This is where teams can make the most of Marketo, accounting for multiple considerations and customer behaviors.


How to help your CMO: Raise these points with your CMO to advise them on where a product like Marketo or HubSpot can be more productive.

They’ll also be able to tell you if there are any anticipated changes in how your business plans to market to new or existing audiences, which will also dictate which platform makes the most sense.


3. For your CEO: The maturity of your team

Is your business new on the scene? Or have you been around for decades?

Wherever your team sits on the maturity spectrum should inform how your executives decide on a marketing automation platform.



For growth-stage startups that are prioritizing their product development, HubSpot tends to be the platform of choice.

A centralized, easy-to-use solution can make it easier for the individuals running your marketing, sales, and customer engagement functions to work towards the same goals in a quick and scalable way.

In addition, since HubSpot is continually innovating its platform, it’s an appealing digital solution for companies that are also evolving within their own markets. There hasn’t been significant innovation with Marketo Engage in some time.



Meanwhile, larger enterprises that have invested in building a robust marketing team filled with seasoned MOPs professionals are more likely to have Marketo at the heart of their marketing operations efforts.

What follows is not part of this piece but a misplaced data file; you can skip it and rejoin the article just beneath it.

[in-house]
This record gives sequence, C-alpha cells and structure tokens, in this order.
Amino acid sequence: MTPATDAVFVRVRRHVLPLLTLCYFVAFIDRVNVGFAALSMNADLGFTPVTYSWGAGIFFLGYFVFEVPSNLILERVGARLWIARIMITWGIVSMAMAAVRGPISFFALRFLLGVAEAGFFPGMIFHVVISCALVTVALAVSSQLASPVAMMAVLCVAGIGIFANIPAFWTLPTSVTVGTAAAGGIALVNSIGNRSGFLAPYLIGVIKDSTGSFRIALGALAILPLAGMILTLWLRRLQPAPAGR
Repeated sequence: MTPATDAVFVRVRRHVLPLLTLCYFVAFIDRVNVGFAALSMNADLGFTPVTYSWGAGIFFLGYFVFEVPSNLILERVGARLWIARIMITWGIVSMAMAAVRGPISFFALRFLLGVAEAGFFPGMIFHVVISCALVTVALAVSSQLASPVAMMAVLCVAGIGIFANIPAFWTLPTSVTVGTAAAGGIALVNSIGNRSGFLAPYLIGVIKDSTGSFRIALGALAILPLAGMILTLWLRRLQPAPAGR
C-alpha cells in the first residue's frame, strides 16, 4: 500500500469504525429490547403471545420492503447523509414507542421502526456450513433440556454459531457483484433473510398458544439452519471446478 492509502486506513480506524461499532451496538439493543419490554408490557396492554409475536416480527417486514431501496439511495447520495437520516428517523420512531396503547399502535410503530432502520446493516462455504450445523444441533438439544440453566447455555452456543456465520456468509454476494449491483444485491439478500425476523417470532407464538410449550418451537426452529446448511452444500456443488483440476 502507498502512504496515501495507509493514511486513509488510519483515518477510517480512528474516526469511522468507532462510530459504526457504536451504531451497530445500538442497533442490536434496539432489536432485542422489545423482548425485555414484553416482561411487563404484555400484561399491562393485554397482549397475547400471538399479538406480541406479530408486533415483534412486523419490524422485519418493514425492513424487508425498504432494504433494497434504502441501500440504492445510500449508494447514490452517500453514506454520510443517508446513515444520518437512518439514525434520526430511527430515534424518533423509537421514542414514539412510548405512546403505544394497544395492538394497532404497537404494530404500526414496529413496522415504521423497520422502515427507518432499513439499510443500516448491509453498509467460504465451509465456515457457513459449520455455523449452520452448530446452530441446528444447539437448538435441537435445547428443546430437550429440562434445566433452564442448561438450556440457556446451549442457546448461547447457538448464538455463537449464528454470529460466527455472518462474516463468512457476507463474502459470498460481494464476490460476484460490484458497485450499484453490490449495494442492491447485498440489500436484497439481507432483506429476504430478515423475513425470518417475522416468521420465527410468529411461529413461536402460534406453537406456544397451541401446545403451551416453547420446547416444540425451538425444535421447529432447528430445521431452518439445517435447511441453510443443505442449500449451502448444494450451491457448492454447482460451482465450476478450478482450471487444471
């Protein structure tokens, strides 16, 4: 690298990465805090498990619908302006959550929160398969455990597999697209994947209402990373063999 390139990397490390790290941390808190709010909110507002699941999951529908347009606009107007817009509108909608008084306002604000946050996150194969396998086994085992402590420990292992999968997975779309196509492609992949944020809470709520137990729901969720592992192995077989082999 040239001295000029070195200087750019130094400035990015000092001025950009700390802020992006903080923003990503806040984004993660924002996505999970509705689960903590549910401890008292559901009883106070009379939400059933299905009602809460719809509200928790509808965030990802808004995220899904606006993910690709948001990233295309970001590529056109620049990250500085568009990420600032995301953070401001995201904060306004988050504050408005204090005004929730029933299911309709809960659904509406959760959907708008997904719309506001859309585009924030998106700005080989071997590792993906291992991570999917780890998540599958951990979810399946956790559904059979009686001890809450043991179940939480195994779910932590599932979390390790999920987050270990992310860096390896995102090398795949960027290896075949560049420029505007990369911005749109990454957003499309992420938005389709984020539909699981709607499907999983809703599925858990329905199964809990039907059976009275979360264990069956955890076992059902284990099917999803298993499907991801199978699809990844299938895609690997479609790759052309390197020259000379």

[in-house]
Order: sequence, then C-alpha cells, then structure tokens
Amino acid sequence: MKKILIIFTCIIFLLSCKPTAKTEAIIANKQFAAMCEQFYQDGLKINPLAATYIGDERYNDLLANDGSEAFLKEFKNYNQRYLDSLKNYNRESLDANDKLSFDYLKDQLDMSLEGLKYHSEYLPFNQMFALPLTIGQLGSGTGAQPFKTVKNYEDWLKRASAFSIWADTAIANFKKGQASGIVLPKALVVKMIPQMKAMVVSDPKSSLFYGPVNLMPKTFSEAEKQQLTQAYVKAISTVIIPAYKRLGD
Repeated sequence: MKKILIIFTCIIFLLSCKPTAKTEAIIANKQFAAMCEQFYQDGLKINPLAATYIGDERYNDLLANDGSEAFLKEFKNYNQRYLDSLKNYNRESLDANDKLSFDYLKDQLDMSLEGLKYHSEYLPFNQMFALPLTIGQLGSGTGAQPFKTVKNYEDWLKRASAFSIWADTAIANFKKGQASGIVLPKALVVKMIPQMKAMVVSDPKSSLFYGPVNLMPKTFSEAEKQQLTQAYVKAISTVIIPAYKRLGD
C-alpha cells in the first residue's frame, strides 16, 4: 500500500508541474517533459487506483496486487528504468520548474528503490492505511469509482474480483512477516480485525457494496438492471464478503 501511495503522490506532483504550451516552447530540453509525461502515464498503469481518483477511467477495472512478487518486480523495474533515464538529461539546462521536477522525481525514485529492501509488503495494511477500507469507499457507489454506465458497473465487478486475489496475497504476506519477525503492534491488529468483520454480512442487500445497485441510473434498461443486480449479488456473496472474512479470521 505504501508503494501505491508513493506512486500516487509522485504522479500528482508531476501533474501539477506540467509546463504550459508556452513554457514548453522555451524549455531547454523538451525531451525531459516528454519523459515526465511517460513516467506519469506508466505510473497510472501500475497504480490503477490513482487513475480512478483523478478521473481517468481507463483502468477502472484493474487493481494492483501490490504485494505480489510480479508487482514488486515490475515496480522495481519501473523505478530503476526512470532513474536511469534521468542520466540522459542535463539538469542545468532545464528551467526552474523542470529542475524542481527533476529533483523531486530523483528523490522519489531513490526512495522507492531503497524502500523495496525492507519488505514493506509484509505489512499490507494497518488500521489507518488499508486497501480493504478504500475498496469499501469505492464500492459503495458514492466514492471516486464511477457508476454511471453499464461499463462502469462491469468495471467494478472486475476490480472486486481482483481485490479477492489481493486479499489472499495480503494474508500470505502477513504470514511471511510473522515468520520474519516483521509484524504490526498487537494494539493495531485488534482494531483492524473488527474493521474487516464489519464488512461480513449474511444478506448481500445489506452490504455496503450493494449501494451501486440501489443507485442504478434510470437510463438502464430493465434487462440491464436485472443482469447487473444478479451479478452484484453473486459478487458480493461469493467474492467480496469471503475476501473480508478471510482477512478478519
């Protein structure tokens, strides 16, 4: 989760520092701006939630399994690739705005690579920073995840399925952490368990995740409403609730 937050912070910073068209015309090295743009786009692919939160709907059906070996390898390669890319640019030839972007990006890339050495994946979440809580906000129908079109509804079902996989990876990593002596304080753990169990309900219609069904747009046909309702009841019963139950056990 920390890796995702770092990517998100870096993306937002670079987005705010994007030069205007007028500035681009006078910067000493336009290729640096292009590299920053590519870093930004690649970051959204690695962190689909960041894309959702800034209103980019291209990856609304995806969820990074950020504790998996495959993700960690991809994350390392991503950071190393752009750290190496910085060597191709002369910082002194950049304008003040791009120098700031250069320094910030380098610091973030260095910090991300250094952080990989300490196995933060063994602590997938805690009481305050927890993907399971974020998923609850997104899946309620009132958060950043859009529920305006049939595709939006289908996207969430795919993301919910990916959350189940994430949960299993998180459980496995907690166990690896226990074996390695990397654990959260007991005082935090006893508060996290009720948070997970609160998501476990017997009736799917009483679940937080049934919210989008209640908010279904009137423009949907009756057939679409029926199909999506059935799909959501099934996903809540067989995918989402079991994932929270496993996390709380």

With the right combination of tools and people, these companies can get creative with how they reach their vast audiences.


How to help your CEO: This type of insight will matter to your CEO. As you walk your CEO through the platforms, contextualize each within the current and future states of the company.


Making the right decision

With so many marketing automation tools on the market now, it can feel overwhelming to find and pick the right one, but it doesn’t have to be.

The three considerations outlined above should help you and your executives weigh one leading product against another.

We help companies around the world with marketing automation platform setup, migration and optimization.

If you’re still not sure which way to go and would like to continue the conversation, Revenue Pulse is here to help.

How Can I Show My Leaders the Strategic Value of MOPs?

Hi Joe,

I love my job in marketing ops, but I constantly feel that my time is spent on tactical tasks and putting out fires rather than more strategic initiatives.

I know I have a lot to offer, but unless we hire more people to run our marketing ops efforts, I’m not sure I’ll be able to share those insights.

What are the conversations I need to have to ensure that MOPs is seen as more than just a tactical function and brought into the fold more strategically?



Strategic Stacey


I have to tell you, Stacey, you’re not alone.

So often, marketing ops folks are seen as doers instead of thinkers. Since they’re left to focus on executing tasks, they don’t have the bandwidth to play a more strategic role in their organization.

This decision is to the detriment of the company.


The strategic value of MOPs

As a MOPs professional, you have a unique perspective on the organization and any gaps it might have.

You can add valuable insights that inform:

  • how your business moves forward
  • what tools to invest in, and
  • who to hire.

But that hardly matters if you don’t have the time and space to think about these things.

In our latest article, Joe Pulse offers three steps on how to enhance the value of your MOPs team.


Follow these steps

What are the steps you can take to maximize your MOPs team’s efforts and showcase your strategic value?

I’ve thought of three that you can consider.


1. Get buy-in from your manager 

If your direct lead isn’t a marketing ops professional, they might not realize all the ways you can add value.